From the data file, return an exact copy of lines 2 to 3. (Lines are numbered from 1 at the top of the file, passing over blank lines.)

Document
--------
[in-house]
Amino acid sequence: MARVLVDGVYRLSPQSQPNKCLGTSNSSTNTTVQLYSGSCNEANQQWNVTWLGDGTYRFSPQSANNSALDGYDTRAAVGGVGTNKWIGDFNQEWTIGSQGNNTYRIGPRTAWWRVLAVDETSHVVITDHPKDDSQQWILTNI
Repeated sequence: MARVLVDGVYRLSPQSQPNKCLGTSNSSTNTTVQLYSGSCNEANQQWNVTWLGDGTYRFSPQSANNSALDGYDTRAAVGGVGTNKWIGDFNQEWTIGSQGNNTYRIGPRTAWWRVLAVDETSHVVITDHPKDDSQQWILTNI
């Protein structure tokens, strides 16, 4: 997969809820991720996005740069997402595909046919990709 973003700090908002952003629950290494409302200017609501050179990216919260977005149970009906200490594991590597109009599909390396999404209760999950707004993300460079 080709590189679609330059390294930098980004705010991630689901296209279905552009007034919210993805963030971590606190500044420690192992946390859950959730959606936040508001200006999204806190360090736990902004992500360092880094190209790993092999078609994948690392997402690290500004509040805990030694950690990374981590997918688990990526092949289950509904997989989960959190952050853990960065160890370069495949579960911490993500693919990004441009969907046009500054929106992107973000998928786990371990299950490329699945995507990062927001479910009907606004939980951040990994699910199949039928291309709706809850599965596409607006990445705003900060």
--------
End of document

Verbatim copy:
Amino acid sequence: MARVLVDGVYRLSPQSQPNKCLGTSNSSTNTTVQLYSGSCNEANQQWNVTWLGDGTYRFSPQSANNSALDGYDTRAAVGGVGTNKWIGDFNQEWTIGSQGNNTYRIGPRTAWWRVLAVDETSHVVITDHPKDDSQQWILTNI
Repeated sequence: MARVLVDGVYRLSPQSQPNKCLGTSNSSTNTTVQLYSGSCNEANQQWNVTWLGDGTYRFSPQSANNSALDGYDTRAAVGGVGTNKWIGDFNQEWTIGSQGNNTYRIGPRTAWWRVLAVDETSHVVITDHPKDDSQQWILTNI